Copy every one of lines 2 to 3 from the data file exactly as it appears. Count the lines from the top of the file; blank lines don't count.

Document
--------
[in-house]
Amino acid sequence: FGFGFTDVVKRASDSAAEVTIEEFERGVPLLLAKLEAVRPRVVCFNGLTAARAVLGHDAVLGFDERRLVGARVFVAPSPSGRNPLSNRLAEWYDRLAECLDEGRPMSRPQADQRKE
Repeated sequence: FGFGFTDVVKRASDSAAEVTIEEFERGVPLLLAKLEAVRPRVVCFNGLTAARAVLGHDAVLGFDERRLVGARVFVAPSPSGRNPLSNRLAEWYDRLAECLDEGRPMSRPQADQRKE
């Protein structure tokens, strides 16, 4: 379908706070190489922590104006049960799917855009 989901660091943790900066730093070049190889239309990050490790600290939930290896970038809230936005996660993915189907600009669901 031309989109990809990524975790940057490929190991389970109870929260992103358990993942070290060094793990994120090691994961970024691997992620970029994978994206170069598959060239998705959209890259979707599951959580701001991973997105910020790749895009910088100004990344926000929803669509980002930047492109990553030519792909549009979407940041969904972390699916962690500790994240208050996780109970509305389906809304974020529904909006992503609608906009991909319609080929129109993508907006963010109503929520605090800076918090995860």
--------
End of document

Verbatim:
Amino acid sequence: FGFGFTDVVKRASDSAAEVTIEEFERGVPLLLAKLEAVRPRVVCFNGLTAARAVLGHDAVLGFDERRLVGARVFVAPSPSGRNPLSNRLAEWYDRLAECLDEGRPMSRPQADQRKE
Repeated sequence: FGFGFTDVVKRASDSAAEVTIEEFERGVPLLLAKLEAVRPRVVCFNGLTAARAVLGHDAVLGFDERRLVGARVFVAPSPSGRNPLSNRLAEWYDRLAECLDEGRPMSRPQADQRKE